Coaching Under the Influence
Imagine this scenario: you shell out thousands to hire a highly recommended choreographer to come into your gym and teach your squad a new routine. Your athletes show up, eagerly awaiting the opportunity to learn an array of skills to show off at their upcoming competition. But mere minutes into rehearsal, it’s clear that the choreographer is distracted and high on an illegal substance. You immediately send him home in a cab—now weeks away from competing with absolutely nothing prepared.
The above scenario happened to Cheer Savannah’s Stephanie Britt, and sadly, the incident is not an isolated one. As drug-related episodes like this continue to permeate the all-star cheer community, gym owners are calling for something to be done about it.
“Using drugs both on or off of the job is completely unacceptable,” says ACX Cheer’s Randy Dickey. “I personally feel that if you work with children, you should not be under the influence of chemical substances whatsoever. A coach is more than a coach. A coach is a life coach. You shape these kids and develop their habits. If you can’t get your own life together, I just don’t feel that you can really be a role model for these kids.”
Britt agrees. She argues that the industry has made recent moves towards taking on a more conservative approach to competitions, so why shouldn’t eliminating drugs should be an equal part of that priority? “We are going to long uniforms because they don’t want the sport to seem promiscuous. They are going towards the dance moves being a lot more conservative and less makeup, because they think that is the reason a lot of people don’t want to sign their daughters up,” she explains. “Well I’m thinking, ‘Maybe we should clean up the adults, clean up the people that mentor the kids!’”
A Call to Action
Many gym owners, like AIM Athletics’ Dia Muhammad would love to see the USASF take action. “USASF should mandate drug testing for all professional members,” she explains. “We have taken an excellent step in requiring background checks. Drug screenings are definitely the next step in ensuring the safety to the children, our growing industry, and gym owners nationwide. If USASF does begin mandating drug screenings, I do believe we will witness a ‘cleanup’ in our industry.”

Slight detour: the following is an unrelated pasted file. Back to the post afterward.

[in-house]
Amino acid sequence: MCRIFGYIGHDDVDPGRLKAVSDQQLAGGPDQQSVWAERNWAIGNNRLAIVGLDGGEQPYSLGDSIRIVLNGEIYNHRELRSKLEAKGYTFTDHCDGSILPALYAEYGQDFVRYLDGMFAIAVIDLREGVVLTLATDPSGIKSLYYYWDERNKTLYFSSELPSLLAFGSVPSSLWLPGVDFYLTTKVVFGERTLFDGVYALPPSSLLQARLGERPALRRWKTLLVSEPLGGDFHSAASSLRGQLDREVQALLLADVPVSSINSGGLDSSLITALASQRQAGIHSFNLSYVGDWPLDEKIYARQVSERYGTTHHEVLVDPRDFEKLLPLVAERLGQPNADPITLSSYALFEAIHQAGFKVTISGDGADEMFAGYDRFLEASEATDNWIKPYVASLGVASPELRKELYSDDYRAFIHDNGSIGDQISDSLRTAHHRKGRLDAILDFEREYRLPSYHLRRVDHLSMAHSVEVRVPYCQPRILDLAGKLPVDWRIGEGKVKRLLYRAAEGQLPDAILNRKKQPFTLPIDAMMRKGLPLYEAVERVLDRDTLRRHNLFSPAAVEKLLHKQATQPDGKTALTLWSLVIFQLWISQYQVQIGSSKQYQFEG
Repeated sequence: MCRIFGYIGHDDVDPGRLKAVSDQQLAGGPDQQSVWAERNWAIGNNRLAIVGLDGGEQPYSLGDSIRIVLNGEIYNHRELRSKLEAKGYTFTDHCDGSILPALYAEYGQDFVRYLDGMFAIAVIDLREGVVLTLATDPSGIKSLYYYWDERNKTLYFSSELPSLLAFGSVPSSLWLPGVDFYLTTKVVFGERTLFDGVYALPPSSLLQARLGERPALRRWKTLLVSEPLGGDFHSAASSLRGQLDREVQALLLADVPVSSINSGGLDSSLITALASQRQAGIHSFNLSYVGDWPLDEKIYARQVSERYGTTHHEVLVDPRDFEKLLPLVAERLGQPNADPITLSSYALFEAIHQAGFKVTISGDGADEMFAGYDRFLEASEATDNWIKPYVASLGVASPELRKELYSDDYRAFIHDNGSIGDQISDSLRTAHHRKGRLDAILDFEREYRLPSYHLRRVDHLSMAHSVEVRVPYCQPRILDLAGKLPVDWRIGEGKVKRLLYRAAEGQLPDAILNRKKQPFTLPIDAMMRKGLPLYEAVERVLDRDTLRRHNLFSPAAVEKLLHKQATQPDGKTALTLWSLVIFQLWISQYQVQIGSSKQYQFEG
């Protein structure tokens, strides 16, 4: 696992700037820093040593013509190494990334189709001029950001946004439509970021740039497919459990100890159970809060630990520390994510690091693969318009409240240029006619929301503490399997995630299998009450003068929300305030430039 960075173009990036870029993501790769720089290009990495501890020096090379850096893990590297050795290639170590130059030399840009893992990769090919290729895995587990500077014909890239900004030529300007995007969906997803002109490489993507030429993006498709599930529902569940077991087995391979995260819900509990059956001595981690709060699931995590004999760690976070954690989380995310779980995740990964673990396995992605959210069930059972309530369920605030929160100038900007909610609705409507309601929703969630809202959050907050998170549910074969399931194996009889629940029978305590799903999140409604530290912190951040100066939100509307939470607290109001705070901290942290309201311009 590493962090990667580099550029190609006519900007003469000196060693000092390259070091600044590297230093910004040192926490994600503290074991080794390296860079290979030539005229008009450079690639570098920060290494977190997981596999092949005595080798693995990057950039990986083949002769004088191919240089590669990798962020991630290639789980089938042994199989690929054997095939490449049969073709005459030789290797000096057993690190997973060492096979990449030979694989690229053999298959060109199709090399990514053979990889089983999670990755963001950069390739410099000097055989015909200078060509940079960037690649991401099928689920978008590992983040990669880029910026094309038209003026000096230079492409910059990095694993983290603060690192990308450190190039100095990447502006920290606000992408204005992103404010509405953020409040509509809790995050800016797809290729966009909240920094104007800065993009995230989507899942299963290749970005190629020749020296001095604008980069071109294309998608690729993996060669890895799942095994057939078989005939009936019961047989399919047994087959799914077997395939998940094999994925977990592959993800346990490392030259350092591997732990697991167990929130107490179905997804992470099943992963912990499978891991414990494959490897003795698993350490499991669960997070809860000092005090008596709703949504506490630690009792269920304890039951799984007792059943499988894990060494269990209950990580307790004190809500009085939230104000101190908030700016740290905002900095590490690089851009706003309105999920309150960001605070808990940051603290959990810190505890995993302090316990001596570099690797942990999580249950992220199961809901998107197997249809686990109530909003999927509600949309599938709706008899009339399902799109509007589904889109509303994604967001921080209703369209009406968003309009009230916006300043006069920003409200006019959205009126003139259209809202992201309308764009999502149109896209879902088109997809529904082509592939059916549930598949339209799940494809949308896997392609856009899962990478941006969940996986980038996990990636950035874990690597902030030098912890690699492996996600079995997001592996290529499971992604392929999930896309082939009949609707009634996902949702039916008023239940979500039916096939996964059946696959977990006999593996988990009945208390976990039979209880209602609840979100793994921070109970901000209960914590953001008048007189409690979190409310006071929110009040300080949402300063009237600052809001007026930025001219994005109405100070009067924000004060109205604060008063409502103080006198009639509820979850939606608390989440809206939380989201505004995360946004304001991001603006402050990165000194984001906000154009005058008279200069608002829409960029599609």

Dickey seconds this notion, mentioning that he has witnessed too many professionals operating under the influence around his athletes and that the sport’s governing body should be in charge of supervising that. “Some people debate if that’s the USASF’s place or not. I made a post in the ASGA and I had some instructors tell me that they didn’t feel like it was the USASF’s job to do that—and if they wanted to hire someone, that was their choice. But I was like, ‘That’s not the way it works.’ That’s not the gym owner’s decision; there should be somebody there to be the liaison to make sure that the right professional is there in front of the kids.”
Putting Policies in Place
Many programs, like AIM Athletics, have very clear-cut rules about drugs and on-site alcohol usage spelled out in their employee paperwork. In the case of a reported usage, Muhammad says her gym would immediately terminate an offender. Britt would do the same, but Dickey says he might initially opt for less drastic steps, depending on the severity of the situation.
“We have a chaplain who is with the Fellowship of Christian Athletics that comes to our staff meetings every Tuesday night,” he reveals. “If I found out somebody was doing drugs, I would definitely point them towards him and hope that they would take the proper steps to rectify themselves.” Regardless of their outlook, all three gym owners agree that programs should have a firm anti-drug plan of attack in place.
A United Front
Cheer program owners have started to band together in the fight against hiring staff members that have a past history of using drugs. When Britt encountered her unruly choreographer situation, for instance, she immediately hopped on ASGA’s Facebook page and posted the following alert: “I highly discourage gym owners and my peers from using choreographers with a history of drug abuse, whether they have had rehab or not, because you never know what you are going to get.”
Following her remarks, Britt was immediately bombarded by messages from fellow gym owners with similar experiences. She encourages her colleagues to openly share stories of past offenders in an attempt to keep child athletes safe from being around these drug offenders. And since there is nothing currently mandated by USASF, many industry professionals see this methodology as the best way to ensure they end up hiring reputable and drug-free staff members.
“Because there is no governing body rule that will blackball [offenders] from the industry, they can go right up the street and work at your competitor,” says Dickey.
Britt says that one of her colleagues even went so far as to start circulating a list of choreographers and having fellow gym owners rate experiences associated with using them. “If they don’t do a good job, put their name out there and we’ll blackball them,” says Britt. “It’s all about word of mouth.”
According to many gyms, drug use within the all-star cheer community continues to be a problem—but that hasn’t stopped programs from doing their part to halt the issue. And with voices being raised across the community, many see it as only a matter of time before USASF steps in and takes action.
“I take this job very seriously. I want this industry to be taken seriously, and we are never going to get there if we don’t curb some of the ‘wild, wild West’ antics that we have going on in our industry,” explains Dickey. “They need to go away.”